• “Truth”—with a capital T—can be a barrier to progress, because the standards for truth seeking are different from the standards of making things better today.

Colander offers a warning to those who seek to transform development economics with evidence based policy” such as randomized control trials.  The problem is that a lot of relevant evidence—some of it anecdotal—does not meet the standards for scientific rigor.  And: “Should correlations that suggest major impact but don’t quite meet significance standards be considered?"

The bottom line:  Economists should be more humble, and more willing to work and learn outside of standard models.  This means taking a pluralist, heterodox, approach.

Creative Destruction

By Jonathan B. Wight

AppleThe new iPhone X unveiled last week will presumably sell at close to $1,000, stretching the envelope of what consumers will pay for gadgetry. 

But the iPhone isn’t that expensive, when you consider all the other things it replaces in a home:

Alarm clock / Watch / Landline phone / Taxi company (Uber) / Paper calendar \ Paper address book / Paper street map / Paper photo album / Post cards / Compass / Telegram

That is to say, all the products that have become obsolete or greatly reduced because of the iPhone.  Lots of businesses went under as a result.

The new iPhone X, despite the inevitably hype and oversell, sounds pretty ho-hum.  It’s got Facial Recognition ID… check, wireless charging… check, no home button…  check…  The Samsung Galaxy 8 phone has all these features and others. 

Sorry Apple, there isn't much creative destruction here.  The only innovation that the iPhone X is claiming to provide – other than a steeper price – is a somewhat better camera.  Is that worth $1,000?  

Don’t Show Up!

By Jonathan B. Wight

A pro-Confederate protest and rally is scheduled for Richmond this Saturday.

Statue_Robert_E._Lee_Richmond (1)The city triggered the protest by exploring the option to remove the memorials to Robert E. Lee, Stonewall Jackson, Jeb Stuart, and Jefferson Davis that line the beautiful and award-winning Monument Avenue, which is on the National Register of Historic Places.

Counter-protestors also plan to come.  Needless to say, everyone is on pins and needles, given the events in Charlottesville last month. 

(The photo shows the giant memorial to Robert E. Lee, erected in 1890.  Lee, who died in 1870, opposed erecting such statues, since he thought it would continue to divide the nation.  Get over it--he counseled fellow Virginians--the South lost the war.  It's time to move on, and that means not revering the symbols of the Lost Cause.)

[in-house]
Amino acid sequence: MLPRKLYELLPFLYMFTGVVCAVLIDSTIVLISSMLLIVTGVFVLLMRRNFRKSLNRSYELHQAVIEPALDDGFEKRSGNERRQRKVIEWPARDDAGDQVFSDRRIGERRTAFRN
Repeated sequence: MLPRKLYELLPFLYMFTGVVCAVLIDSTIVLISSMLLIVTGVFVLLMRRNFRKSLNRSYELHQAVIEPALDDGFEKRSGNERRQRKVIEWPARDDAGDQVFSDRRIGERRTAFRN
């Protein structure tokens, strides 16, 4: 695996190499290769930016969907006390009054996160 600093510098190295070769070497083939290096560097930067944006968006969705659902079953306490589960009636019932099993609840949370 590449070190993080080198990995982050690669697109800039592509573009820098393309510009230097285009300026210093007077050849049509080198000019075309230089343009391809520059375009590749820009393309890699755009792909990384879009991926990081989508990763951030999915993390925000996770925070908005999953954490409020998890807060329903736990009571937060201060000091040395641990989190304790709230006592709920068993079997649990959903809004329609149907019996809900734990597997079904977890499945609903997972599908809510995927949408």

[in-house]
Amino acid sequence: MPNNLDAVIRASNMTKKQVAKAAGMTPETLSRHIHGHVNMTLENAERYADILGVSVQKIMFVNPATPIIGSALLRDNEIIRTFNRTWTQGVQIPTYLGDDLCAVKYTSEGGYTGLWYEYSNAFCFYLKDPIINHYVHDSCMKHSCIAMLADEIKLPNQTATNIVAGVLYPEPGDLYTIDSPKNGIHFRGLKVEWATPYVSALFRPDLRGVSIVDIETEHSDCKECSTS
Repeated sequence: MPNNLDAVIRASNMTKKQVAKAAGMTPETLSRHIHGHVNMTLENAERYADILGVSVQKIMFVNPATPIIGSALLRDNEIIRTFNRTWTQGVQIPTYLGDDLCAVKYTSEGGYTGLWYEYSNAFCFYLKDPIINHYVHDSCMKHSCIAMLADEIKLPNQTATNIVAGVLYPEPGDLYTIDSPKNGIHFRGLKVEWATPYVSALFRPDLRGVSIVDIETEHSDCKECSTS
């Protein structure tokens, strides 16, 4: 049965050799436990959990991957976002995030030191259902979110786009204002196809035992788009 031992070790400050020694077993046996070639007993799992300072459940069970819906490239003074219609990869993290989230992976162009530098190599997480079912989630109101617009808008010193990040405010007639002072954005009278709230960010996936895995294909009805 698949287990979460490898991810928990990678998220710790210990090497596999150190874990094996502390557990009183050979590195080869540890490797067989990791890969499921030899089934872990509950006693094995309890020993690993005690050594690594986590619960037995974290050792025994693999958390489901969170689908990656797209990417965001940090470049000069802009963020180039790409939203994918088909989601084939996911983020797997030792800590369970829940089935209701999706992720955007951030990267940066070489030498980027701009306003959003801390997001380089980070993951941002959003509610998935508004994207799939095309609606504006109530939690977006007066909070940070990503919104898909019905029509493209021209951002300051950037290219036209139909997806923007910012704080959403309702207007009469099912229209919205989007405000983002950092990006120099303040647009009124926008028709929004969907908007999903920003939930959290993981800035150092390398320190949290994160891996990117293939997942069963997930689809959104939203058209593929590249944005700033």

Here’s a pathetic irony: the police say they will set up barriers at the protest site and will restrict the entry of people carrying weapons like bats, knives, and brass knuckles.  But people with guns will gain admission since Virginia is a “right to carry” state....

As much as the opposition drives you nuts, just stay away….  There is no meaningful discussion or discernment to come out of this event, only a play for media coverage. 

More on Football Scandals

By Jonathan B. Wight

The health concern about football (discussed here) is not the only major problem with this collegiate sport.

The industrial football academic complex—and the millions of dollars at stake for coaches and winning schools—has made a mockery of higher education. 

Let’s be clear:  At many small schools like mine, athletes are generally held to high standards and the faculty do not coddle stars.  Athletes have great work ethics and put in the time to succeed academically.  They are wonderful young men and women, who add a lot to campus life but are full-fledged students first. (I’m sure there are exceptions.)

By contrast, the New York Times has a blistering report of highly questionable activities in the School of Hospitality at Florida State University. I wonder why so many athletes want to study hospitality? 

Even as a less-than-challenging curriculum, many athletes struggled to complete basic assignments, and often those that were completed were allegedly plagiarized.

The teacher who reported these infractions was – let go.

Read it and weep.

Morally Tone Deaf

TubmanBy Jonathan B. Wight

...Treasury Secretary Steven Mnuchin seems to have blundered into such a world. 

It was reported yesterday that he is not likely to replace President Andrew Jackson with abolitionist Harriet Tubman on the $20 bill. 

This is in the aftermath of Charlottesville and the spirited debate over the past years about updating our currency to reflect our values today (and not those of 1928, when Jackson was elevated to this bill).

Let’s do some basic thinking:

  • Jackson was a slave-owner whose treatment of Native Americans also forever casts doubt on his reputation.
  • Tubman was born a slave, helped many escape, became a spy for the North, and a women’s rights advocate afterward the war.
  • There are no women or blacks celebrated on U.S. currency bills.

We should not fall into the trap of judging past heroes by modern ethical standards.  By that approach there are no heroes, only villains. 

But we can choose to celebrate values and virtues that have held true over time—and freedom for all Americans is one such value exemplified by Tubman’s work.

Mnuchin’s “compromise” is to suggest putting Tubman on the $2 bill.  Yes, I owned a $2 bill as a child.  But whoever uses one nowadays?  And keeping Jackson on the $20 would mean displacing Thomas Jefferson from the $2.  So let’s see—who has meant more to this country, Jefferson or Jackson? 

Should be an easy call.